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I have integers from 0 to 255, and I need to pass them along to an OutputStream encoded as unsigned bytes. I've tried to convert using a mask like so, but if i=1, the other end of my stream (a serial device expecting uint8_t) thinks I've sent an unsigned integer = 6.

OutputStream out;
public void writeToStream(int i) throws Exception {
    out.write(((byte)(i & 0xff)));

I'm talking to an Arduino at /dev/ttyUSB0 using Ubuntu if this makes things any more or less interesting.

Here's the Arduino code:

uint8_t nextByte() {
    while(1) {
    if(Serial.available() > 0) {
        uint8_t b =  Serial.read();
      return b;

I also have some Python code that works great with the Arduino code, and the Arduino happily receives the correct integer if I use this code in Python:

class writerThread(threading.Thread): 
    def __init__(self, threadID, name):
        self.threadID = threadID
        self.name = name
    def run(self):
        while True:
            input = raw_input("[W}Give Me Input!")
            if (input == "exit"):
            print ("[W]You input %s\n" % input.strip())
            fval = [ int(input.strip()) ]
            ser.write("".join([chr(x) for x in fval]))

I'd also eventually like to do this in Scala, but I'm falling back to Java to avoid the complexity while I solve this issue.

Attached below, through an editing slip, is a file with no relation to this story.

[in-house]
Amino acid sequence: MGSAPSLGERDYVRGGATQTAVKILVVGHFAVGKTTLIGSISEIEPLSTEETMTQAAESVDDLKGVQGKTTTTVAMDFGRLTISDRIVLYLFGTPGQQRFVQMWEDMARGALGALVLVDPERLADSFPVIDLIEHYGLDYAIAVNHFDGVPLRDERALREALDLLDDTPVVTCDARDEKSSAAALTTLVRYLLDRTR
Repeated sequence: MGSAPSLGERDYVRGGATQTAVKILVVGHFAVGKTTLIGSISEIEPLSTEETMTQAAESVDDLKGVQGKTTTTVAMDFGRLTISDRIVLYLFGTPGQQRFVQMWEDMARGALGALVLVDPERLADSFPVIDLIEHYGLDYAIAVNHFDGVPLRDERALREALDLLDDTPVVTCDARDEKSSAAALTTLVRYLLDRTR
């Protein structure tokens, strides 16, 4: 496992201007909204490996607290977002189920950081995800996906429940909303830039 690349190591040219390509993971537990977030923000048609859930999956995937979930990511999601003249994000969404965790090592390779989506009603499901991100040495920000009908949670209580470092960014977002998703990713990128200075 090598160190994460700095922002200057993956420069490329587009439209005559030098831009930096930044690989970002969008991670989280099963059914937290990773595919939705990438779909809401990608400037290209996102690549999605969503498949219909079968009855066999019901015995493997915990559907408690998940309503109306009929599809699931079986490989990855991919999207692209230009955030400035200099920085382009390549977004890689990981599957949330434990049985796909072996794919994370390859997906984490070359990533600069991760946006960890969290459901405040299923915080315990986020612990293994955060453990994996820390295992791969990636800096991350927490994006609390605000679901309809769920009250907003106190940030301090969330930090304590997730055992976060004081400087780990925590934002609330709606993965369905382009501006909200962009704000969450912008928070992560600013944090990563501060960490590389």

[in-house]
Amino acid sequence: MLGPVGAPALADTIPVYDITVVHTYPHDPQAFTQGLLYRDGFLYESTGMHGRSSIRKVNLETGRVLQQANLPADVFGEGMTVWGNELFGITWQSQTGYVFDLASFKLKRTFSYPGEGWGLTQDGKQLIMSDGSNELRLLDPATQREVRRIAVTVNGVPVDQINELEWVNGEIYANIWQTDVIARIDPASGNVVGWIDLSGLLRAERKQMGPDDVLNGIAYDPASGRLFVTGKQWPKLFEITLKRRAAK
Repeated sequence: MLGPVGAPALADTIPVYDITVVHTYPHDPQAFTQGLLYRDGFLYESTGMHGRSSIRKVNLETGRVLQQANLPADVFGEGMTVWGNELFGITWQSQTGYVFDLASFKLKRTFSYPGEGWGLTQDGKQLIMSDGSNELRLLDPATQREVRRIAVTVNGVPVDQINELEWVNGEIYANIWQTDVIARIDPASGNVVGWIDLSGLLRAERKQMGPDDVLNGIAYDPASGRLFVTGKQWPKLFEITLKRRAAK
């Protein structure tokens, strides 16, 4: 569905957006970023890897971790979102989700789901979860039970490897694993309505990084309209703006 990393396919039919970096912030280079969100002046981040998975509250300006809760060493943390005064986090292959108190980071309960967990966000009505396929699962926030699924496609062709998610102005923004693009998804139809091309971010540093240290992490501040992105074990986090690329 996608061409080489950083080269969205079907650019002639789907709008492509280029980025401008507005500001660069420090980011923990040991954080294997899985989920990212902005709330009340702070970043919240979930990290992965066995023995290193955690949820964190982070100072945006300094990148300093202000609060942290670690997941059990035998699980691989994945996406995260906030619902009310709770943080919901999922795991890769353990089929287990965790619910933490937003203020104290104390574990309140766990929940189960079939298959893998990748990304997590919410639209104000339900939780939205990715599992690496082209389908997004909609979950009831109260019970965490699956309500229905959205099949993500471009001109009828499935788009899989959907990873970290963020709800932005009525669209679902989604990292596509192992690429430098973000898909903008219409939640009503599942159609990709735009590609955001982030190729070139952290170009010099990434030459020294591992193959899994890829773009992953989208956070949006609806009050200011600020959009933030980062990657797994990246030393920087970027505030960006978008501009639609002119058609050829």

share|improve this question
Btw: (byte(i & 0xFF) is same as (byte)i many IO functions take an int in any case so you can just do OutputStream.write(i) and it writes the lowest 8-bits. i.e. it doesn't matter if you want it to be a signed or unsigned value. i.e. you are making the issue too complicated because it all works out the same. ;) –  Peter Lawrey Mar 20 '11 at 8:04
It seems that DataOutputStream will be useful (as soon as you need to send something more complex than bytes). –  Blaisorblade Mar 26 '11 at 21:46

2 Answers 2

up vote 0 down vote accepted

Cast, then mask: ((byte)(i)&0xff)

But, something is very strange since:

(dec)8 - (binary)1000
(dec)6 - (binary)0110

How is your Arduino receiving 6 (binary)0110 when you send 1 (binary)0001?

share|improve this answer
out.write(((byte)i) & 0xff); seems to do the same thing. The device on the other end still interprets (i=1) like I sent a 6. –  Martin Mar 20 '11 at 3:46
you have bigger problems than casting in this case. –  KevinDTimm Mar 20 '11 at 3:50
I'm updating the question to show the arduino code. I should add that it works great with the current Arduino code if I use python and pyserial. –  Martin Mar 20 '11 at 3:51
Tried a different arduino and it worked. I think something is wrong with this one! –  Martin Mar 20 '11 at 3:56
@Martin: If your problem is solved, please either add a self-answer and accept it, or edit your question with the solution. So others don't spend their time working on an unneeded answer. –  Lawrence Dol Mar 20 '11 at 6:05

I think you just want out.write(i) here. Only the eight low-order bits are written from the int argument i.

share|improve this answer
It looks like you're correct that out.write(i) is equivalent. Unfortunately, I still don't get the right byte value, though. The serial device tells me it got a uint8_t = 6. –  Martin Mar 20 '11 at 3:49
Do all other integers 0 to 255 work? If none do I suspect you're dealing with not the right byte somehow (headers or what not). If all the rest work then that's really odd. –  WhiteFang34 Mar 20 '11 at 3:56

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